Hi MYSL friends!
This week I’ll be answering some questions you’ve been asking about racing on the World Cup. But first, a short update on the last weekend of racing! After our recovery week and training camp in Italy after the Tour de Ski, we traveled to Nove Mesto, which is a small town that’s very into cross country skiing, biathlon and bike racing in the Czech Republic. We raced an individual 10km skate, and a 4x5km relay, and it was a huge weekend for team USA! In the skate race, we had four girls score points. To score a World Cup point for your country, you have to finish in the top 30 people. In that skate race I finished 3rd, so I got to be on the podium for the second time in a World Cup! It was really exciting and I was so happy to have another good race.
Hey there MYSL skiers!
Since I last wrote to you, some very exciting things have happened! I finished the Tour de Ski in 10th place, and 6 of my teammates also completed every stage race and finished the Tour. Sophie Caldwell and I both won stages of the tour; Sophie won a classic sprint, and I won an individual start 5km skate race. It was such an exciting tour for our team. I’m going to walk you through the day and what it felt like to be the first American woman to win a modern day distance World Cup!
Hi there MYSL skiers!
I hope you are all ready for snow, because I sure am excited to start the ski season! I’m writing to you about our training camp in Gällivare, which is in Sweden. It’s 100 kilometers North of the Arctic Circle, and there is no easy way to get there, especially from Minnesota! My travel day looked like this: I flew from Minneapolis to Amsterdam (Holland) from Amsterdam to Helsinki (Finland), and from Helsinki to Rovaniemi (also Finland), which is the official airport of Santa Claus! There’s a bunch of Holiday decorations in the airport and it’s a pretty big vacation destination for Finnish families. From the Rovaniemi airport we drove 3 hours to Gällivare, where we stayed in little houses on top of a mountain.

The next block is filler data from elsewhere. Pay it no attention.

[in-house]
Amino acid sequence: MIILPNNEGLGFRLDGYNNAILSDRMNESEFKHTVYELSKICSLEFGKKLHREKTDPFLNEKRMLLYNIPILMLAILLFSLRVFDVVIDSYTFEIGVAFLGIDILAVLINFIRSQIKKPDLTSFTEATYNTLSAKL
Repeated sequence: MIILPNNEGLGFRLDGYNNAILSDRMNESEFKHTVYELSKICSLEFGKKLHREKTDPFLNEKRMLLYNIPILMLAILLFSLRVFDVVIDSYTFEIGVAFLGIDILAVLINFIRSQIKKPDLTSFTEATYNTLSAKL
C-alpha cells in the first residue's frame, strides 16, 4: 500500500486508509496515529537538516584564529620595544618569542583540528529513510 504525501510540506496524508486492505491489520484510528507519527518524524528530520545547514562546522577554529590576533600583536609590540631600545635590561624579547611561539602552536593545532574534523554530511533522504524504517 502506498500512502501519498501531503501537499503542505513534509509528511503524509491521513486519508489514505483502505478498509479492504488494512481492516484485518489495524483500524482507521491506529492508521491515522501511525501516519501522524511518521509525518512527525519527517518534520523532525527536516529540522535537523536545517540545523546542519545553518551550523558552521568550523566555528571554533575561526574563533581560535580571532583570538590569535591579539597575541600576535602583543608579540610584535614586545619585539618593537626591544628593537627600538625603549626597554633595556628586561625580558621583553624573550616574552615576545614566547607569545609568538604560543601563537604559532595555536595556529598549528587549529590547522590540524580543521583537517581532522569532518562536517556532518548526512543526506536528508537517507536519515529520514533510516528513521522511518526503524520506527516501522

Hi MYSL kids!
I’m writing to you from Italy, where I am in a training camp after racing in the Tour de Ski. I want to share with you what I’ve been up to and the places I’ve been in the first part of the World Cup racing season, back in November! After packing up my duffel bag and ski bag for the winter, I hugged my family goodbye and left Minnesota. I won’t be back home until March, so I had to pack a bag for 5 months…the whole winter! Can you imagine being on the road for a whole winter? What would you bring with you? Of course I bring my skis, boots, poles and boots…but I also like to bring some books, some of my favorite snacks like peanut butter (they don’t have good peanut butter in Europe!) and some cards.
My first stop in Europe was way up north, in Muonio, Finland. I rejoined my US Ski Teammates, and we lived in little cabins in a tiny ski town. Muonio is above the Arctic Circle, so it was dark most of the day, but we got to see the Northern Lights one night! We stayed in Muonio for a week to train and get used to the different time zone, then we traveled to Ruka (also called Kuusamo), which is also in Finland for the first World Cup races of the year.
Happy November, MYSL skiers!
I’m writing to you from Canmore, Alberta, where we just finished up a camp on snow! I was up in Canada with the US Ski Team and my club team for 10 days to practice skiing on real snow instead of roller skiing before the racing season starts. Canmore has a huge ski area, and two winters ago I was there with the World Cup racers to compete on their super hilly and rocky trails.
Hey MYSL skiers!
I’m living up at 8,000 feet above sea level in Park City, Utah right now with my US Ski Team teammates. So you know how high that is, the highest point in Minnesota is 2,301 feet. So coming to Park City and living up in the mountains is a big change - 4 times higher than I usually live at! The air is drier here, so I have to drink a ton of water and we always get dusty when we go running. And when I first got up here it was hard to breathe just walking up the stairs! That’s what always happens to me during my first week of high altitude. It’s important for us to live up here and practice training and racing at higher altitude because some of the World Cups in Europe are also in the mountains, and we need to be ready. It’s also a fun training camp because so many ski clubs from all over the US come to Utah to train. This is our last big training camp together before winter starts up, and it’s a good chance to work on last-minute technique changes and go on some fun runs through the mountains before it gets too cold out!